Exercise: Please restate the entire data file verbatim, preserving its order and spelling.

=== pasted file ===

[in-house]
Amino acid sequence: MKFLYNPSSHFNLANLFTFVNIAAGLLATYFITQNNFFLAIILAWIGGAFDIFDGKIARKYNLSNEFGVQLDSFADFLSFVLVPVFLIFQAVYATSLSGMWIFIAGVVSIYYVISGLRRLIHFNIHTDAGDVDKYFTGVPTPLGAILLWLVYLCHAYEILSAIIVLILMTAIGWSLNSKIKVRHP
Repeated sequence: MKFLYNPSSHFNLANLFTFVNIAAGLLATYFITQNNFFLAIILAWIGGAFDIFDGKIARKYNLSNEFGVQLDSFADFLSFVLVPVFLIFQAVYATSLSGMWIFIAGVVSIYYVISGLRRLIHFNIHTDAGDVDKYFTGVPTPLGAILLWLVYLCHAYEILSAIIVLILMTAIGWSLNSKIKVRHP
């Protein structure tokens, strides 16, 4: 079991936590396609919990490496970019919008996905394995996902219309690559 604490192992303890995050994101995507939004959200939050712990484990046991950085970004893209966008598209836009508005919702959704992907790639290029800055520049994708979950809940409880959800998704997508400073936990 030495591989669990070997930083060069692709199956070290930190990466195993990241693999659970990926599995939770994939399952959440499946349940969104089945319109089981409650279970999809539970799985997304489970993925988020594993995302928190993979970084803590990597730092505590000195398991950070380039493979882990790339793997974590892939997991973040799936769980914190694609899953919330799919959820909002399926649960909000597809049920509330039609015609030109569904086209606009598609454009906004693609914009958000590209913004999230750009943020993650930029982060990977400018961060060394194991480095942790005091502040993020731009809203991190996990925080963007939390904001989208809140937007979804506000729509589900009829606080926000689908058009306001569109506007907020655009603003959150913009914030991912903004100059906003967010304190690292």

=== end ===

[in-house]
Amino acid sequence: MKFLYNPSSHFNLANLFTFVNIAAGLLATYFITQNNFFLAIILAWIGGAFDIFDGKIARKYNLSNEFGVQLDSFADFLSFVLVPVFLIFQAVYATSLSGMWIFIAGVVSIYYVISGLRRLIHFNIHTDAGDVDKYFTGVPTPLGAILLWLVYLCHAYEILSAIIVLILMTAIGWSLNSKIKVRHP
Repeated sequence: MKFLYNPSSHFNLANLFTFVNIAAGLLATYFITQNNFFLAIILAWIGGAFDIFDGKIARKYNLSNEFGVQLDSFADFLSFVLVPVFLIFQAVYATSLSGMWIFIAGVVSIYYVISGLRRLIHFNIHTDAGDVDKYFTGVPTPLGAILLWLVYLCHAYEILSAIIVLILMTAIGWSLNSKIKVRHP
């Protein structure tokens, strides 16, 4: 079991936590396609919990490496970019919008996905394995996902219309690559 604490192992303890995050994101995507939004959200939050712990484990046991950085970004893209966008598209836009508005919702959704992907790639290029800055520049994708979950809940409880959800998704997508400073936990 030495591989669990070997930083060069692709199956070290930190990466195993990241693999659970990926599995939770994939399952959440499946349940969104089945319109089981409650279970999809539970799985997304489970993925988020594993995302928190993979970084803590990597730092505590000195398991950070380039493979882990790339793997974590892939997991973040799936769980914190694609899953919330799919959820909002399926649960909000597809049920509330039609015609030109569904086209606009598609454009906004693609914009958000590209913004999230750009943020993650930029982060990977400018961060060394194991480095942790005091502040993020731009809203991190996990925080963007939390904001989208809140937007979804506000729509589900009829606080926000689908058009306001569109506007907020655009603003959150913009914030991912903004100059906003967010304190690292």